“I was part of the Cathedral of the Incarnation youth group, and we went on a mission trip to Honduras. It was a combination of this intense week of prayer and service,” Lee explained, noting how it included building a brick wall for an orphanage. “That was the first time I encountered other young men who wanted to live out their faith in a meaningful way.

“Meeting other witnesses of the faith who were really inspiring to me sparked this joy and this peace that I had never felt before and I knew was from the Lord,” he continued. “That was the first moment I thought, ‘There is something more to this Catholic faith than just going to Mass on Sundays and praying before meals and going to Catholic school.’”

While a new spark in his faith had been ignited, Lee said, it did waver during the school year as academics and sports often took center stage. Then, once again the summer between his freshman and sophomore year, this time from the University of Notre Dame, that spark hit again when he became a summer missionary at a LifeTeen summer camp in North Georgia.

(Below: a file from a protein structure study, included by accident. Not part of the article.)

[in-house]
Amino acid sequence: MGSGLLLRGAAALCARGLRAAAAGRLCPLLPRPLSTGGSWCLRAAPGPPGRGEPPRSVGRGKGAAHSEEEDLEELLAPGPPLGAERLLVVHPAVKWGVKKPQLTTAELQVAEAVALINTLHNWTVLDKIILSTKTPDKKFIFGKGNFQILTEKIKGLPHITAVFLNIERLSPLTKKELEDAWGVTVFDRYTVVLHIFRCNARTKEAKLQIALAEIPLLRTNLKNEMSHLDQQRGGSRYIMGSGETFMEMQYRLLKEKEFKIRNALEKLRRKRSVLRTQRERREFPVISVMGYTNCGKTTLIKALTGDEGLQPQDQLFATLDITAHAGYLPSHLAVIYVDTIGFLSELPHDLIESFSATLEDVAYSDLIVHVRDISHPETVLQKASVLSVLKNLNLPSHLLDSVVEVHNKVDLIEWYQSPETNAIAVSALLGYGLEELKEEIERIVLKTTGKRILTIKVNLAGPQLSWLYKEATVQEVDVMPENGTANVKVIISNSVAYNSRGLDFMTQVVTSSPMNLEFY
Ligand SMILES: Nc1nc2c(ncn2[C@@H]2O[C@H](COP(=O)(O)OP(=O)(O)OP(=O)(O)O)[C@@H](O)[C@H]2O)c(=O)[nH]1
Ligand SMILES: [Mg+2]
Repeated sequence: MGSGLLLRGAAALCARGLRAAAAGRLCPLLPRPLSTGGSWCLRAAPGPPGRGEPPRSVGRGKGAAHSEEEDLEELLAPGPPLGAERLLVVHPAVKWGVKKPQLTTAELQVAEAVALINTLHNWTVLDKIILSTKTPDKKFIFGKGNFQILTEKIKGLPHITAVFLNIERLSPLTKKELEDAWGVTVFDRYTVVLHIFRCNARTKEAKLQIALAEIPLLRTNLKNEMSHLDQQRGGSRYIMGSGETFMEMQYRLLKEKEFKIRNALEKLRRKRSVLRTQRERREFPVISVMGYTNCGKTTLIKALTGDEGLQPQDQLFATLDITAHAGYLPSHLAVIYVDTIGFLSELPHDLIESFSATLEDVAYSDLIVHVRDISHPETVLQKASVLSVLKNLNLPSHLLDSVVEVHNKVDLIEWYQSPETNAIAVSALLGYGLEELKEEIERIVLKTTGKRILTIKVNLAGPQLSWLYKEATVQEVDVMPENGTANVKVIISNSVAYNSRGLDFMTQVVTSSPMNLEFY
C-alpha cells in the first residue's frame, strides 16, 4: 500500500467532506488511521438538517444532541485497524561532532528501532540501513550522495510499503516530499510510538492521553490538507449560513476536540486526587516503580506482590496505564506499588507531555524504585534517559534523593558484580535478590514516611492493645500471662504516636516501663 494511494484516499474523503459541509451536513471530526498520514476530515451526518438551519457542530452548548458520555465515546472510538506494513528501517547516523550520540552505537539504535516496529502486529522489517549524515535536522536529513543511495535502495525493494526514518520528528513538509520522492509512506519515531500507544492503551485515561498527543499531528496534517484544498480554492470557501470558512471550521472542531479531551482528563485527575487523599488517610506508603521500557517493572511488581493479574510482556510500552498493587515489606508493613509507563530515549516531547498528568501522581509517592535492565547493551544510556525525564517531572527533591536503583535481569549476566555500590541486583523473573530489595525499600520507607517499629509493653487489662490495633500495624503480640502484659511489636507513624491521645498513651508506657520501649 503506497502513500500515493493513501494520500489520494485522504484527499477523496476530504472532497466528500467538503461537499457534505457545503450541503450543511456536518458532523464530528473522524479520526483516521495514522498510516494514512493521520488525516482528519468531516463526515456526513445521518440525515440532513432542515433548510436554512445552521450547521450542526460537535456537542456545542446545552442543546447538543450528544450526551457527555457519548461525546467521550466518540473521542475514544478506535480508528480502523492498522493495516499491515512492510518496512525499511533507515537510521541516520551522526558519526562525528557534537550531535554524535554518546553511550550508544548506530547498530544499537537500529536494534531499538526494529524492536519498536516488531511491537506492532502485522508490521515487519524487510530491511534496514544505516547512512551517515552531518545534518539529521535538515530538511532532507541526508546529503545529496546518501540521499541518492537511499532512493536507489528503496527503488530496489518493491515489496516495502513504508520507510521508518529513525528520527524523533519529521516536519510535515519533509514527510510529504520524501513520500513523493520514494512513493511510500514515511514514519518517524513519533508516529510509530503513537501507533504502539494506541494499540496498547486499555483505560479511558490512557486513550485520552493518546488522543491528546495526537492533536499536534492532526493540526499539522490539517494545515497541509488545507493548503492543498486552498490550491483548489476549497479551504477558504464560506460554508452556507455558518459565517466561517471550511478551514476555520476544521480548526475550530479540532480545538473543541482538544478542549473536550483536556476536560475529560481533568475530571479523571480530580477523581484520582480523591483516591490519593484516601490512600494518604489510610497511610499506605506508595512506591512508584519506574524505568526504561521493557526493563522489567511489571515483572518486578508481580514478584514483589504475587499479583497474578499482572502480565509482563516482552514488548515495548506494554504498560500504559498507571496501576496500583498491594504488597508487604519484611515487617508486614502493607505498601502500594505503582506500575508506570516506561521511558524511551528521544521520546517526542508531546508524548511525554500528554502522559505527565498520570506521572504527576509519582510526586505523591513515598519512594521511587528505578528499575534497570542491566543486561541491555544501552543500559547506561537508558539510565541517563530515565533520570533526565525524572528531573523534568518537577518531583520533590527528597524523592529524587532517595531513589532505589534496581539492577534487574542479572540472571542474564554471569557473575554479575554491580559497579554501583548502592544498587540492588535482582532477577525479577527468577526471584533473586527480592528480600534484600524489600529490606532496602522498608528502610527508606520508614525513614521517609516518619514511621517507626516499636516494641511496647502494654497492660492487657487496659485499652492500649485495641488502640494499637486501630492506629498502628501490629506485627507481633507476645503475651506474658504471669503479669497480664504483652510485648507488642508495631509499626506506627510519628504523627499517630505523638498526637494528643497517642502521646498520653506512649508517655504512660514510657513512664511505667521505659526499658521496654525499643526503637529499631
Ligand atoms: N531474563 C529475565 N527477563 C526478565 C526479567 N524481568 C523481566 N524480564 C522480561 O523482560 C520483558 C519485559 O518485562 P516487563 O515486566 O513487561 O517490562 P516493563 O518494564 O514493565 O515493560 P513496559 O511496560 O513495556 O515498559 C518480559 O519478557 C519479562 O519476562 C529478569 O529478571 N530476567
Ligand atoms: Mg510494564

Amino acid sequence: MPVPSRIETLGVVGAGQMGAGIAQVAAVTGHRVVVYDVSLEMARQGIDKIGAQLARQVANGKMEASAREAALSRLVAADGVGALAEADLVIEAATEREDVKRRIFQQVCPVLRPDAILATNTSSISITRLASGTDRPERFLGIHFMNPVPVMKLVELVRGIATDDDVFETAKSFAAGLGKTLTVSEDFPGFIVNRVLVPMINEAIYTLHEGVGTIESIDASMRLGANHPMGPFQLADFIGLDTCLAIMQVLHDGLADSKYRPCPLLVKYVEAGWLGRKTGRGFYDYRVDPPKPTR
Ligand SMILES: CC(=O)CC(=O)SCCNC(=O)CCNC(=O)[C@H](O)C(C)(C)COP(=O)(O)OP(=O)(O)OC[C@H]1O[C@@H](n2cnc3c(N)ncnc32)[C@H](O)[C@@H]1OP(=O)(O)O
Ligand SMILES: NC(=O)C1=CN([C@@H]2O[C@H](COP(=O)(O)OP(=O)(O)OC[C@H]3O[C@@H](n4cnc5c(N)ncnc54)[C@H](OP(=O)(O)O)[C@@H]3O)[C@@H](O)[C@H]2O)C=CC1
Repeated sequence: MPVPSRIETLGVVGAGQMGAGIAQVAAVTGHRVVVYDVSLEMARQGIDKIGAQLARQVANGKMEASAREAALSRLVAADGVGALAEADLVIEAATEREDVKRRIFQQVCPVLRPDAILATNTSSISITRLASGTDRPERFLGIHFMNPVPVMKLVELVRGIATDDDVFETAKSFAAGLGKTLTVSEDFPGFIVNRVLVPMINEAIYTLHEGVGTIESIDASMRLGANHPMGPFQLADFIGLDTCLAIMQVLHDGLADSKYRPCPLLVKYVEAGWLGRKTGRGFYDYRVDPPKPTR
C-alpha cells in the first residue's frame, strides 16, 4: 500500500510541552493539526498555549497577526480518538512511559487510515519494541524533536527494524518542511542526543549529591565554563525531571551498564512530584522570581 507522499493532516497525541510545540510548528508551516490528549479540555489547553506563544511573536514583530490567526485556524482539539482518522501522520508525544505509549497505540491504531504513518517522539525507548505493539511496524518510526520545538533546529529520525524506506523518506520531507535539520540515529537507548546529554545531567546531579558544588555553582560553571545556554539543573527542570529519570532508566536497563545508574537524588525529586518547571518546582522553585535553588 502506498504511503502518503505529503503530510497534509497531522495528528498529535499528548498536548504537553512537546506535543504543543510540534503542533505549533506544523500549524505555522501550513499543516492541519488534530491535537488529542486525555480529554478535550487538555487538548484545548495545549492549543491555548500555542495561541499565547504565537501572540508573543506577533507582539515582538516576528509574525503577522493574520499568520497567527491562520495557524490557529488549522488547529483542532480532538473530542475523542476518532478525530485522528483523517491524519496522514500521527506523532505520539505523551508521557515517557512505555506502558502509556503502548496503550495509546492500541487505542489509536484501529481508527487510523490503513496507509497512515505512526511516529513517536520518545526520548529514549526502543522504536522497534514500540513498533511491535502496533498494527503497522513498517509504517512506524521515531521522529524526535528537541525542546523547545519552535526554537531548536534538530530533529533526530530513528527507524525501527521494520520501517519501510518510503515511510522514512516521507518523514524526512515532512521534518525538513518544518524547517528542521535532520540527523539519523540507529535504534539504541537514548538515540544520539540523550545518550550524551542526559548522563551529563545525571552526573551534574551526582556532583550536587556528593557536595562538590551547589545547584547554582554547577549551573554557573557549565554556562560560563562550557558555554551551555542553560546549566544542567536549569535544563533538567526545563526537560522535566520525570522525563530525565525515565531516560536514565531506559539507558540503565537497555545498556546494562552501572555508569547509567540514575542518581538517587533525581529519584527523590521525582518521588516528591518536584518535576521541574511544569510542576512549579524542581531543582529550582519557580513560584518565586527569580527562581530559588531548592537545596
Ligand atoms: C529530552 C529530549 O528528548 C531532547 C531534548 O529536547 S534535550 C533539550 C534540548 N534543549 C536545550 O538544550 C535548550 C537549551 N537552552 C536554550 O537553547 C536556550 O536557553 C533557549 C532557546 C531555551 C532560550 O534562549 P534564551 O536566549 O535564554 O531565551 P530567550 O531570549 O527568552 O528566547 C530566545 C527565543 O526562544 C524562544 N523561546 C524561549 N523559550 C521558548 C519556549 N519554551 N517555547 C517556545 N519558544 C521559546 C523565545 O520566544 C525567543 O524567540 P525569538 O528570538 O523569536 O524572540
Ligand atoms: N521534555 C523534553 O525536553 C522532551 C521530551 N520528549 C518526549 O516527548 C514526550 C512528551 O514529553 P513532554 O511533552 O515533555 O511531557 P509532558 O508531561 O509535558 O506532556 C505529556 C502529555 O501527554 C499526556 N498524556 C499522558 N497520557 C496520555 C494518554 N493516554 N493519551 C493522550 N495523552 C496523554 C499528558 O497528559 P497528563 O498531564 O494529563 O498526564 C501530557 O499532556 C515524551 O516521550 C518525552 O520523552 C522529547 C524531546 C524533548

“It was there that I met young priests who were holy, normal people who were just living out the faith,” Lee said. “They were really happy and joyful and just incredible witnesses of the vocation to the priesthood that I never really considered before.”

This new discovery led him to question the path he was on with medical school. “I started to realize that I wanted to do something that involved helping people grow in their faith and encounter the Lord, whether that was as a priest or, another option I considered, was a Catholic school teacher.”

Upon graduating from Notre Dame, the latter is what he did, teaching high school science and Latin, and coaching baseball and softball at a Catholic high school in Atlanta, Georgia, through the Alliance for Catholic Education Teaching Fellows program.